For me, reading The Cauliflower was akin to trying to follow the comments of a boy with ADHD who hadn't taken his medications for a week and just emerged after spending the night locked in a candy shop. The book jumps back and forth in a helter skelter fashion from one section to the next, with seemingly little rhyme or reason, and I found it difficult and maddening to follow where Barker was trying to take me. I found her style of storytelling to be a bit offensive, as it seemed disrespectful of Hindu culture and a bit condescending to the reader.

The Cauliflower is probably best described as an anti-historical novel, one which pokes its nose at the genre of historical fiction in order to reinvent it. As a fan of historical works of fiction I thought this book was far more clever and cute than good, and it was all I could do to keep from throwing it out the window after I reached the 50 page mark. Barker is clearly a very talented and inventive writer, but this book didn't work for me at all.

Aug 28, 2016, 1:37pm Top

Good to see that you have found a book worthy of being a contender for the Booker prize. Excellent review of Work like any other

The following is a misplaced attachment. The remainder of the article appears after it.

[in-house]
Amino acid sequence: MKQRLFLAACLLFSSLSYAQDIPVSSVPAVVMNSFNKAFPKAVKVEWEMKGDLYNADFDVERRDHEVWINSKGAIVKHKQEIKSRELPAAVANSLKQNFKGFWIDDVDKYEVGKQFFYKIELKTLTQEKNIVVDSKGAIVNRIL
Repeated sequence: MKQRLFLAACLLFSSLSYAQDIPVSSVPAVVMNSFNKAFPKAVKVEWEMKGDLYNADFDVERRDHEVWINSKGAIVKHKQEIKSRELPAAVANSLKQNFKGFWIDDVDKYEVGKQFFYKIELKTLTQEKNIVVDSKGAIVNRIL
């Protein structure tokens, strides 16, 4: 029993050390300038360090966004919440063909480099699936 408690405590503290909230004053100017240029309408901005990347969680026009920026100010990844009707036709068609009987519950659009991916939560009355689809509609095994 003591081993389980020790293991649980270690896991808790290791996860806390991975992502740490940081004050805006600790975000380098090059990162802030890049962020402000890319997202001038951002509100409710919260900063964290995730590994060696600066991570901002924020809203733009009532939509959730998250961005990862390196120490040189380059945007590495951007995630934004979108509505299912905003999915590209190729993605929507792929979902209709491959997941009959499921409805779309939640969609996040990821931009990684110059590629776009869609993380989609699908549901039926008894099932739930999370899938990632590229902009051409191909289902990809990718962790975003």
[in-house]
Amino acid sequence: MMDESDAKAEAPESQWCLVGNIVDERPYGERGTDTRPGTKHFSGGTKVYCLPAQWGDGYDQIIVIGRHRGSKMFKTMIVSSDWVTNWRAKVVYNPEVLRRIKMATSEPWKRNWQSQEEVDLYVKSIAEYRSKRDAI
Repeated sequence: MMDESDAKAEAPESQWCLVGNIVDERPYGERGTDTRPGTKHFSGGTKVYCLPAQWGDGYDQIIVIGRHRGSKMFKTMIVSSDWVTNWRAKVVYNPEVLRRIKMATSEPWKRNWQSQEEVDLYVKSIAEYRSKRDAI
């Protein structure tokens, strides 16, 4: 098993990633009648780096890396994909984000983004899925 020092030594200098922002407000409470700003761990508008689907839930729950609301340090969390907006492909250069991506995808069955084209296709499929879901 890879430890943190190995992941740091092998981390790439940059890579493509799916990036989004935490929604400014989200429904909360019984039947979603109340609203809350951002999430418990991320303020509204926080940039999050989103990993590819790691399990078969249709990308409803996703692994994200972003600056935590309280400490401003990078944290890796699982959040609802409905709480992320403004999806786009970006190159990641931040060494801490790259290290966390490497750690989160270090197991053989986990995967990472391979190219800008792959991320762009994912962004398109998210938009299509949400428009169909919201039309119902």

Aug 28, 2016, 2:39pm Top

>89 kidzdoc: Eek, that sounds wretched!

Aug 28, 2016, 2:43pm Top

>90 baswood: Thanks, Barry. Hopefully at least two or three more longlisted novels will be equally or nearly as good.

>91 .Monkey.: I really disliked The Cauliflower, a book that I thought I would like and was eager to read. The reviews on LT have been mixed, with almost equal numbers liking and loathing it.

Aug 29, 2016, 4:42pm Top

>89 kidzdoc: "For me, reading The Cauliflower was akin to trying to follow the comments of a boy with ADHD who hadn't taken his medications for a week and just emerged after spending the night locked in a candy shop."

Love that graphic description! I'll skip the book.

Aug 29, 2016, 5:35pm Top

>93 VivienneR: Thanks, Vivienne!

Sep 7, 2016, 4:34pm Top